When I was in high school, we worked off a 4-point scale: A's were worth "4", B's were worth "3", and so on. If we were in college-level courses, our grades in those particular courses were weighted, meaning we got graded on a 5-point scale for them: A's were worth "5", B's were worth "4" and so on. On each report card, I had two class rankings and two grade point averages - one taking into account my college-level courses and one only taking into account my high school-level
courses. Got confusing at times because very little in this system was clear cut and precise.
Your racing needs to be black and white. As you decide how you are going to fill up your racing
schedule for the year, you will be determining which races are your most important (A), which are pretty important (B) and which are nothing more than hard weekend workouts (C). But once you designate your races as A/B/C, it is important to adhere to this ranking system (barring changes in priority due to illness or injury, etc.).
When you are preparing for an A race, everything you do leading up to that race is supposed to specifically gear you up to perform at your best during that race. Nothing less. You plant a stake in the ground at that A race and work backwards in order to create your training plan. Once you hit that peak, it is critical to recover, regroup and refocus for the next push. Inevitably, this will entail a short period of transitioning or de-training. If you have really prepared 100% for your A race - mentally, physically and emotionally - then the day after you should not be saying, "OK, I'm ready for what's next!" You'll need a short break to recharge the body and the batteries, whether you admit it to yourself or not.
So, does it make sense to schedule two A races a month apart? No. Yes, it is possible to hold a peak for 4-6 weeks, but it's a bit of a gamble. It is hard to stay peaked mentally, physically and emotionally for a sustained period of time. If you absolutely must designate two races in close proximity as A races, then it would be best for them to be back-to-back or no more than 2 weeks apart. Better to spread them out so there is at least 2 months between A race efforts.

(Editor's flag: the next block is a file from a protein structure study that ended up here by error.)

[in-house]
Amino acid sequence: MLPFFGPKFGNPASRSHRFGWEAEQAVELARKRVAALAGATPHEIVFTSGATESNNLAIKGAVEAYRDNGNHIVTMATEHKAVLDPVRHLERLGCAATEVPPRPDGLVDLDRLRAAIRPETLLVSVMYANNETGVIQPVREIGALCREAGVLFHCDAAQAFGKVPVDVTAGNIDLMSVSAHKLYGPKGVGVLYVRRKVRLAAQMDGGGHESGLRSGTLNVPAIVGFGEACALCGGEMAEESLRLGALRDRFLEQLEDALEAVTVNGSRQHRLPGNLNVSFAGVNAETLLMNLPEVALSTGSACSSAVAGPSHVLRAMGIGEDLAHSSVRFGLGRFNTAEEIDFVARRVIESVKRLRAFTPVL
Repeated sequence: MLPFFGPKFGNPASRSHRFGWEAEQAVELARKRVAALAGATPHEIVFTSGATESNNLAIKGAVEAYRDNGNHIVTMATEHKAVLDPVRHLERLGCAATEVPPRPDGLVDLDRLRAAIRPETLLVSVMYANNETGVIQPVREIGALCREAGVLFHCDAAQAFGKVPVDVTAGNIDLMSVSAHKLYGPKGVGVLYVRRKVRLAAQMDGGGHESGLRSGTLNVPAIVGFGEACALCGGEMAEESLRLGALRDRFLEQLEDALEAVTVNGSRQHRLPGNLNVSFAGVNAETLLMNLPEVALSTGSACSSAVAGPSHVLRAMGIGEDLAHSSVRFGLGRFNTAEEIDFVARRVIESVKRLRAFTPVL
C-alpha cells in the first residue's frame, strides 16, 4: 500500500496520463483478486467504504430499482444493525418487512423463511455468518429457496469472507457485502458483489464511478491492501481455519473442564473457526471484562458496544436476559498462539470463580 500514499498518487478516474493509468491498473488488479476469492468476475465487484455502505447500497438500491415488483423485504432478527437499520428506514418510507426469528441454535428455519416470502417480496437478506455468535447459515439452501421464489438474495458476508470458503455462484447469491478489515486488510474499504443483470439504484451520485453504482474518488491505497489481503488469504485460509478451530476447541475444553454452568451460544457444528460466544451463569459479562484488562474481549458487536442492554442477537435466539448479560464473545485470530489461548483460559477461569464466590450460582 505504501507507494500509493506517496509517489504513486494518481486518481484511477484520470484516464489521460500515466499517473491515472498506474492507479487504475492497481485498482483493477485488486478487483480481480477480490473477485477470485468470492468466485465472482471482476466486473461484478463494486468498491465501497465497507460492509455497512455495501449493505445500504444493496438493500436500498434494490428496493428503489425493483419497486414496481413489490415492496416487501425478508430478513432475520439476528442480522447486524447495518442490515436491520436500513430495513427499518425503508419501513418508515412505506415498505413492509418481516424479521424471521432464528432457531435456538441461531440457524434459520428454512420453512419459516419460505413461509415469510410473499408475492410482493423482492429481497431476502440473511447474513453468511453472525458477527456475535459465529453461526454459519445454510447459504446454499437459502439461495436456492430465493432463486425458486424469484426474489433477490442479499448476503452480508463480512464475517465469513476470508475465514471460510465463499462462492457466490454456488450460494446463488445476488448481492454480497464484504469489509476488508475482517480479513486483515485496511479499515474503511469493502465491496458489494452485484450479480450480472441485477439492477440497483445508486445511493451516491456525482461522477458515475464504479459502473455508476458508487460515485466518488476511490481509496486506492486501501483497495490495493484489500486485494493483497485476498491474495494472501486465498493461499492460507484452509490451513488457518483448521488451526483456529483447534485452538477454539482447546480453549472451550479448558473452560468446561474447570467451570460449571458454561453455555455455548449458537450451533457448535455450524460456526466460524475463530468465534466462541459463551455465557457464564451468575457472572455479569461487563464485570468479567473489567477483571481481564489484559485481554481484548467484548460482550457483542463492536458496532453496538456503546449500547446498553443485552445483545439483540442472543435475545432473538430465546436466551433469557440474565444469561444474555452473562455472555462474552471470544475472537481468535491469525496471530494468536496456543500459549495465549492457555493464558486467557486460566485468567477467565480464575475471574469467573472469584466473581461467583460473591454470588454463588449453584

Likewise, be honest with your training and effort during B and C races. Sure, the goal is always to
race as hard and fast as you can, but you have to keep everything in perspective. Everything is a dress rehearsal for your A race(s). So, does it make sense to "weight" your B and C races, effectively turning them into A and B races? No, it does not.
Put 100% effort in all your racing, but realize that "100%" is relative. There is 100% effort and also 100% fitness, which are two different things. When you go into a C race fatigued and blunt because you haven't backed off in your training, "100%" may only be 80-90% of your full potential. And that's OK. It's a dress rehearsal, remember? You get into trouble when you back off your training leading into B and C races in an attempt to have great results every time you race. What you are doing is possibly improving your performance in you B and C races, but you are also running the risk of hampering your chances of having breakthrough performances in your A races. By "weighting" your B and C races - assigning them greater importance than they truly deserve - you are risking diluting the performances of your A races.
Think of your A races as the climax in a dramatic movie. Throughout the movie, you can feel the energy, restlessness and tension mounting with every passing minute until the climax is reached. In a great movie, that climax can hit you like an earthquake. In a bad movie, it kinda passes and you wonder, "Is that the climax or did I miss something?" Create clear and differentiating boundaries around your A/B/C races, and your A races will be similar to the former scenario. Put too much emphasis on the B and C races, and your A races will instead be similar to the latter
Define your racing goals clearly and adhere to them. Prepare the way you need to in order to have
breakthrough performances in your A races and chalk the rest of them up to rehearsal and experience. This does not preclude you from having very solid performances in your B and C races, but better for these to be nice surprises rather than something on which you are counting. I'd rather get beat at local/regional events and then win a national title than be a local hero and get throttled at nationals because I let my ego rather than common sense determine how I was going to structure my training around my racing.
Avoid this potential pitfall and you will have more energy and enthusiasm - as well as more power,
strength and speed - for your most important races of the season.